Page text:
Happy writing!

KC

Words and Music: Using Poetic Devices (Quote of the Day)

  As both a musician and a writer, this quote makes sense to me. I understand what Truman Capote means because I hear the same music when I write. And, at least in my mind, that music is poetry. Simile, metaphor, personification, hyperbole, alliteration, rhythm—all those things that make writing beautiful—they're all poetic devices. It's those devices that lend a lilting, flowing quality to any work. Without poetry, our words would be as dry as burnt toast—and even less flavorful. We need poetry to make our writing palatable. Once we master that inner music, our readers will hear it, even if they don't realize there's music playing. And the best part is that more often than not, they'll keep coming back to listen.

Today's Prompt: Write a poem on a subject matter of your choosing, including at least one example of each of the following: simile, metaphor, alliteration, and repetition.

Happy Writing!

KC

Casualties and Character Growth (Quote of the Day)

When I saw this quote today, it reminded me of a similar sentiment I saw just yesterday: another quote posted by my friend Michael Bacera.

Here is the quote image he posted:

Obviously this is a common feeling among writers, and for good reason. Life comes with suffering; it comes with casualties. We all know pain, because pain is a distinct part of being human. To a large degree, our pain makes us who we are. So how could we possibly write characters who don't know pain? If we did, our stories would lack the realism and relatability that render them worth reading. I would even venture to say that suffering is what makes readers care about a character; it evokes empathy. We can look at a character's pain and say, "I've been there. I know what that feels like, and I'm rooting for you." Maybe we're rooting for them because in some way, seeing them triumph gives us hope that we'll triumph too.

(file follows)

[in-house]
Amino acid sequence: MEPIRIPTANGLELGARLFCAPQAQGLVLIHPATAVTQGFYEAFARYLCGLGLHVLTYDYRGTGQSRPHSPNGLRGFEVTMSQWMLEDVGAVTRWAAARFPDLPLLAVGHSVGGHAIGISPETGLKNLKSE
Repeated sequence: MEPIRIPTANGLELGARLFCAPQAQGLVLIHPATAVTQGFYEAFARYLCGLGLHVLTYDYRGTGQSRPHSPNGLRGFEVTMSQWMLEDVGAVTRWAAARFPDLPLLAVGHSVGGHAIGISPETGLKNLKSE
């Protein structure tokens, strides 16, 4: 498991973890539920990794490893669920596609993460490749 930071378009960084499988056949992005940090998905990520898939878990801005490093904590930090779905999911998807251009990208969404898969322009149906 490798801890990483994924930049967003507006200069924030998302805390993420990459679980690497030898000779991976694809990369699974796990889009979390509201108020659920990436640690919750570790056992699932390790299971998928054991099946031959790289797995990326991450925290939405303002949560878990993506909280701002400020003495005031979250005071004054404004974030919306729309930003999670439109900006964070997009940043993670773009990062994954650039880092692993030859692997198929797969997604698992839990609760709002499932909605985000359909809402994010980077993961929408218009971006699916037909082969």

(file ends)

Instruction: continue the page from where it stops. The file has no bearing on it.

Everywhere, suffering exists. But out of suffering comes hope, endurance, growth, and victory. Our stories need those things. For all of us who have characters who are real people to us, pain is there in those characters' lives, waiting to be discovered. We just have to write it.

Today's Prompt: Write a story that includes a death.

Happy (or unhappy) Writing!

KC


Redefining Literature (Quote of the Day)

I grew up considering literature to be the kind of works I read in English class: Romeo and Juliet, The Scarlet Letter, Catcher in the Rye. Even In my free time, I enjoyed similar works (and still do). My taste has always been broad, however, so I also liked other things. More "commercial" things, like Pendragon, Harry Potter, and pretty much anything else I could get my book-loving hands on. I loved to read. I would read toilet paper packages if there was nothing else around. Instruction manuals. Nutrition facts. And in my mind, I knew these things were "literature," but they weren't… Literature.  Please read that last word in a snobby-sounding, accented voice, because that's totally how I said it.

Merriam-Webster appears to agree with Growing-Up Me on that:

So there's literature, and then there's less-than-literature. We even make a distinction between "literary" and "commercial" fiction, as though one is related to literature and the other is simply business-based, somehow; as though their intrinsic value relates to different things.

Well. Since leaving the academic world, I've learned a thing or two, and I have to say to Merriam-Webster, Growing-Up Me, and most of my English teachers/professors: